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Arts & Culture

What Was The Original Color Of The Metropolitan Theater?

The team in charge of restoring the Met to its former glory reveals its hues in old photos, and shares what we will expect in the future

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Photography: METamorphosis Facebook page

For almost two decades, the Manila Metropolitan Theater has stood neglected at the corner of Padre Burgos Avenue and Arroceros Street, until the National Commission For Culture And The Arts (NCCA) initiated the restoration of the Art Deco masterpiece in 2016, led by project architect Gerard Lico.

READ: A Peek At The Renovation Of The Metropolitan Theater

These days, those passing through Manila could see architect Juan Arellano’s 86-year-old creation in the process of rehabilitation, now enveloped in scaffolding, the interiors and exteriors cleaned up, and with workers applying a new coat of paint.


We all remember the Met as a bubblegum-pink building, with mottled spongings of green, white, and maroon, as seen in its last reincarnation. But what exactly was its original color in the 1930s?


According to Timothy Ong, one of the members of the Met rehabilitation team, they analyzed the paint scraping that they had taken from the building. “There were many layers, thus there were many colors,” says Ong. “Some areas have dark blues and greens in the mix, which it was surmised was the underpainting of the batik pattern [an exterior decorative detail made out of tiles].”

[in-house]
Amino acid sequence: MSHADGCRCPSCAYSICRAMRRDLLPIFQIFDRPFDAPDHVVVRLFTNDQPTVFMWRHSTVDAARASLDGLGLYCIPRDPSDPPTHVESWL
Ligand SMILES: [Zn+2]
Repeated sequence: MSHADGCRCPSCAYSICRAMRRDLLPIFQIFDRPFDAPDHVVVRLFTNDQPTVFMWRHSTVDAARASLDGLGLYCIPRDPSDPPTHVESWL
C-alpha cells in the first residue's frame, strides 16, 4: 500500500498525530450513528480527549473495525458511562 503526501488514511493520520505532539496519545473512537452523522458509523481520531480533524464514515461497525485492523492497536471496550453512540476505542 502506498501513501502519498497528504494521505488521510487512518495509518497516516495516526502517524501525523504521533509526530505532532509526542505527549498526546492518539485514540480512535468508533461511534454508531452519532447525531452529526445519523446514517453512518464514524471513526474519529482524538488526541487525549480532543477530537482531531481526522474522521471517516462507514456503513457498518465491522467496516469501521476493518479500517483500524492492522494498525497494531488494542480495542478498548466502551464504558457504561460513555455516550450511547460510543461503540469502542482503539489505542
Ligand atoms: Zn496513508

However, early photos reveal that it was painted white. “Pre-war, since black and white ang mga photos, it was depicted in [colorized] postcards as baby pink or cream, [but] the earliest colored photos show it in white shades.”  The colored photo seen below is of the bomb-scarred Met after the Battle of Manila in the 1940s. 


The bright, bubble gum-pink paint was a vestige of the Marcos-era restoration of the Met (below), which was done in the 1970s. It is the color that this generation remembers.

And so what will be the final color of the “new” Met? The answer: a cross between cream and baby pink.

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“It was agreed upon as sort of a middle ground to set it apart from the other heritage buildings on the site, and at the same time para 'di ma-disconnect sa collective memory ng mga tao,”says Ong about the color choice.

In the end, the Met’s new tint of blush seems an apt—and fresh—color for a 1930s building resurrected in the 21st century.

To learn more about the ongoing restoration of the Metropolitan Theater, follow METamorphosis on their Facebook page.

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